Construction Figures Wilt Slightly In August Heat
While both July and August witnessed a loss of momentum from strong showings in previous months, the level of construction activity continues to be higher than a typical month during 1998, which itself was a very strong year for the building industry.
"The August data shows that construction contracting remains essentially healthy," stated Robert A. Murray, vice president of economic affairs for Dodge. "Housing is down a notch from the torrid pace experienced earlier in the year, but the level of homebuilding is still robust by the standards of the past two decades. With renewed support now coming from nonresidential building, total construction growth for all of 1999 should come close to matching the 8% average rate of increase for the 1992-98 period."
In particular, nonresidential building bucked the overall trend and grew 2%, to $148.8 billion. While stores and shopping centers fell 3%, most of the commercial project types showed stronger contracting, including offices (up 10%), warehouses (up 16%), and hotels (up 20%).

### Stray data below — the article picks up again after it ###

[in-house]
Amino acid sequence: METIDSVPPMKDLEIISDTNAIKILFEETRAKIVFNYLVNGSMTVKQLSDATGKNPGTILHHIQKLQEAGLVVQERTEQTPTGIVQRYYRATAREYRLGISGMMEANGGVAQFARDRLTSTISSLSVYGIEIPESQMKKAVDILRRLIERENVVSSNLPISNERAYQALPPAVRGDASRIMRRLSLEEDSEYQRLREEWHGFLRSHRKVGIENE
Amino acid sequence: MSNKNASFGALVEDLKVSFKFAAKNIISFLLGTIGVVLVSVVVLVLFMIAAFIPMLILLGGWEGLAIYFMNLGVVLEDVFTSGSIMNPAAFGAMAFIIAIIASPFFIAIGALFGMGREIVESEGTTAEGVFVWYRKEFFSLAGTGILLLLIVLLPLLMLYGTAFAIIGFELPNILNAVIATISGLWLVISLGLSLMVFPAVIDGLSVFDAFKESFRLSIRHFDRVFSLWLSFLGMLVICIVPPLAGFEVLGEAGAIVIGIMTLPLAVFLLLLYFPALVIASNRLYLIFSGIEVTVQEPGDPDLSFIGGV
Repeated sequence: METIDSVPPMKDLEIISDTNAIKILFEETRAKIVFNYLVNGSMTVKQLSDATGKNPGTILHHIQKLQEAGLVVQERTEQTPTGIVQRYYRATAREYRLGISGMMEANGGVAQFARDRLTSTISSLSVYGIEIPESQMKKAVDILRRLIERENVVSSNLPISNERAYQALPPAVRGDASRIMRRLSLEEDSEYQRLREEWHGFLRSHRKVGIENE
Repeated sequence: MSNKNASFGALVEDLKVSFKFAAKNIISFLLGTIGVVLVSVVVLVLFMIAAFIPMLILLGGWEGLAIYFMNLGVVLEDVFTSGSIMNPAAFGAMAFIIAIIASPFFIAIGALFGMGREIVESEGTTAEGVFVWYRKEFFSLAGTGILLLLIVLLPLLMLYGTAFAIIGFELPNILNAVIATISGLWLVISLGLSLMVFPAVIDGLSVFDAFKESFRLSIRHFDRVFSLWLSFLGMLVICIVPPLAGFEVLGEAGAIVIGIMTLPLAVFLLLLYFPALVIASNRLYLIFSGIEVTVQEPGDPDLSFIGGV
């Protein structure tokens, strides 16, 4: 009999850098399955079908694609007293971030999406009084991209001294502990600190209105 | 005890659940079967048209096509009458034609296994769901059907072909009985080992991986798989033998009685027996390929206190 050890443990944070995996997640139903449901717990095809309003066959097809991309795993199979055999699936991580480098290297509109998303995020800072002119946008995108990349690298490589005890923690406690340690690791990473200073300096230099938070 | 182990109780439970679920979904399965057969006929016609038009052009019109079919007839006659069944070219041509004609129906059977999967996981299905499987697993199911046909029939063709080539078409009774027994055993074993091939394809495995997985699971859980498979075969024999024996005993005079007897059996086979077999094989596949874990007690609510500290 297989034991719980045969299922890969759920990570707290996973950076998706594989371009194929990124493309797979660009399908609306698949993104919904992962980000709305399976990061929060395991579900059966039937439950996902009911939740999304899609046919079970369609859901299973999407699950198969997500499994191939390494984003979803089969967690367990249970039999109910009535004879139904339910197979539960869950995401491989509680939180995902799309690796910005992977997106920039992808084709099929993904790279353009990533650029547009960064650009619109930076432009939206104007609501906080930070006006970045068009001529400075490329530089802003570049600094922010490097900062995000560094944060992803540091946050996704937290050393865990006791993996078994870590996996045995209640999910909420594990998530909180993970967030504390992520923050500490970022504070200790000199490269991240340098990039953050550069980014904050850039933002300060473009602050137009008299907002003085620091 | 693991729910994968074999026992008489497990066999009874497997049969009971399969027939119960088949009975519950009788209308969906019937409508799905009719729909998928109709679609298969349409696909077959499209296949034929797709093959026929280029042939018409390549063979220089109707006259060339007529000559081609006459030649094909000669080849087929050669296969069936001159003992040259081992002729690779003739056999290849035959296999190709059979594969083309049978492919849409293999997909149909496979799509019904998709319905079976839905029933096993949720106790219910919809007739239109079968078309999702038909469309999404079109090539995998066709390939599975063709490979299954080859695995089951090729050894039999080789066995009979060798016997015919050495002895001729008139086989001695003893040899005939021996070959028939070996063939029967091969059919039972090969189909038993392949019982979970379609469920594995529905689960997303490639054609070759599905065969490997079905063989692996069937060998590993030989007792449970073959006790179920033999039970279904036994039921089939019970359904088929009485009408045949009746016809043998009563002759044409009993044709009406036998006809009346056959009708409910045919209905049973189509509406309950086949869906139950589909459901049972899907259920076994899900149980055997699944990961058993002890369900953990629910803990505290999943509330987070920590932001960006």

"Even with the heightened levels of office construction over the past three years," Murray observed, "vacancy rates in downtown markets remain on average below 10%, which sets the stage for further growth in office rents and more construction."
After a weak July, manufacturing plants bounced back 47% in August, helped by a $64 million expansion of an automotive assembly plant in Arlington, TX.
The institutional categories revealed a more mixed pattern. Several categories posted double-digit gains, including healthcare facilities (13%), amusement-related projects (18%), and church construction (27%). However, school construction retreated 7% from a strong July showing, while more substantial declines were reported for public buildings (courthouses and detention facilities, down 30%) and transportation terminals (off 53%).
Geographically speaking, the Northeast has enjoyed the best year so far, up 13%, while the West, still up 4% over 1998, is experiencing the least growth.